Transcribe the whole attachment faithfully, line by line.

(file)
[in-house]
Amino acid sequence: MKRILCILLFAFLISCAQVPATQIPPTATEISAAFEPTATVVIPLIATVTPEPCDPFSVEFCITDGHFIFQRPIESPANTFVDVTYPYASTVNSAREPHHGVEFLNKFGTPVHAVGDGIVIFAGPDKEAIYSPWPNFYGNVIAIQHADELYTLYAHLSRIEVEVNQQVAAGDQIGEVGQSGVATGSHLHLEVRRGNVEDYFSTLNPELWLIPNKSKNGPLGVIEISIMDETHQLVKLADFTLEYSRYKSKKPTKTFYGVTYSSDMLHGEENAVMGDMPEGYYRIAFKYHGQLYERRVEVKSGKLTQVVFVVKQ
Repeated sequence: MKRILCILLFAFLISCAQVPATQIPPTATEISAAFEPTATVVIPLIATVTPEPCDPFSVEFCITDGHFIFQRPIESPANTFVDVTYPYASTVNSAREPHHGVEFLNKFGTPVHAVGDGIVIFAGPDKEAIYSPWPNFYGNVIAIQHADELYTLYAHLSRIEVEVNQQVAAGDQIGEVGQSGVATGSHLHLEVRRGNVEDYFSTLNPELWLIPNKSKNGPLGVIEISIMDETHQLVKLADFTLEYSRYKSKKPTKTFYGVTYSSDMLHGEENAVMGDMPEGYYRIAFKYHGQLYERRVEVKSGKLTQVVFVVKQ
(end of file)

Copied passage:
[in-house]
Amino acid sequence: MKRILCILLFAFLISCAQVPATQIPPTATEISAAFEPTATVVIPLIATVTPEPCDPFSVEFCITDGHFIFQRPIESPANTFVDVTYPYASTVNSAREPHHGVEFLNKFGTPVHAVGDGIVIFAGPDKEAIYSPWPNFYGNVIAIQHADELYTLYAHLSRIEVEVNQQVAAGDQIGEVGQSGVATGSHLHLEVRRGNVEDYFSTLNPELWLIPNKSKNGPLGVIEISIMDETHQLVKLADFTLEYSRYKSKKPTKTFYGVTYSSDMLHGEENAVMGDMPEGYYRIAFKYHGQLYERRVEVKSGKLTQVVFVVKQ
Repeated sequence: MKRILCILLFAFLISCAQVPATQIPPTATEISAAFEPTATVVIPLIATVTPEPCDPFSVEFCITDGHFIFQRPIESPANTFVDVTYPYASTVNSAREPHHGVEFLNKFGTPVHAVGDGIVIFAGPDKEAIYSPWPNFYGNVIAIQHADELYTLYAHLSRIEVEVNQQVAAGDQIGEVGQSGVATGSHLHLEVRRGNVEDYFSTLNPELWLIPNKSKNGPLGVIEISIMDETHQLVKLADFTLEYSRYKSKKPTKTFYGVTYSSDMLHGEENAVMGDMPEGYYRIAFKYHGQLYERRVEVKSGKLTQVVFVVKQ